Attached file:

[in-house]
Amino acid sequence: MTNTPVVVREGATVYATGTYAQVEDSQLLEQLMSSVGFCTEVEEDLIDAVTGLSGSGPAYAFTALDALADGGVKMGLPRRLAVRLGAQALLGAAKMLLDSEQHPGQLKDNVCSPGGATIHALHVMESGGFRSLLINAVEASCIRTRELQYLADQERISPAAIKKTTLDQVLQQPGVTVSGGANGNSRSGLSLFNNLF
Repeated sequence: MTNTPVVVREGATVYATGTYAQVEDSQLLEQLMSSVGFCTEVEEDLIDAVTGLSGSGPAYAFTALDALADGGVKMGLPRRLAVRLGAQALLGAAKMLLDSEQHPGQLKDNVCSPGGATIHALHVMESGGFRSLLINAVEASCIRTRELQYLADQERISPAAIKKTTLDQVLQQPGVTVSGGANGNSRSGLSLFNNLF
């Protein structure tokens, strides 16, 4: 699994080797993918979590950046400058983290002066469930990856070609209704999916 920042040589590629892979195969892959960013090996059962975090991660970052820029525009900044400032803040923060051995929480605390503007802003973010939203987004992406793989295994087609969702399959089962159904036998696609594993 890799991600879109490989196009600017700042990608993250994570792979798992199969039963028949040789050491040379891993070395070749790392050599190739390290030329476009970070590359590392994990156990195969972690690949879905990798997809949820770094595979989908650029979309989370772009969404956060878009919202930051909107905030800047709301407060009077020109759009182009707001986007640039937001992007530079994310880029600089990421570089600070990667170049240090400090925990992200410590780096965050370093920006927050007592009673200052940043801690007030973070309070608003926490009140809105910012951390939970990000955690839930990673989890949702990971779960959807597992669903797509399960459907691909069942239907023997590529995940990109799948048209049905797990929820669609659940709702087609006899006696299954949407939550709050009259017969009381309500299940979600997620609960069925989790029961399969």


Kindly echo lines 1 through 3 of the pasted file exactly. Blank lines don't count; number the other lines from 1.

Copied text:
[in-house]
Amino acid sequence: MTNTPVVVREGATVYATGTYAQVEDSQLLEQLMSSVGFCTEVEEDLIDAVTGLSGSGPAYAFTALDALADGGVKMGLPRRLAVRLGAQALLGAAKMLLDSEQHPGQLKDNVCSPGGATIHALHVMESGGFRSLLINAVEASCIRTRELQYLADQERISPAAIKKTTLDQVLQQPGVTVSGGANGNSRSGLSLFNNLF
Repeated sequence: MTNTPVVVREGATVYATGTYAQVEDSQLLEQLMSSVGFCTEVEEDLIDAVTGLSGSGPAYAFTALDALADGGVKMGLPRRLAVRLGAQALLGAAKMLLDSEQHPGQLKDNVCSPGGATIHALHVMESGGFRSLLINAVEASCIRTRELQYLADQERISPAAIKKTTLDQVLQQPGVTVSGGANGNSRSGLSLFNNLF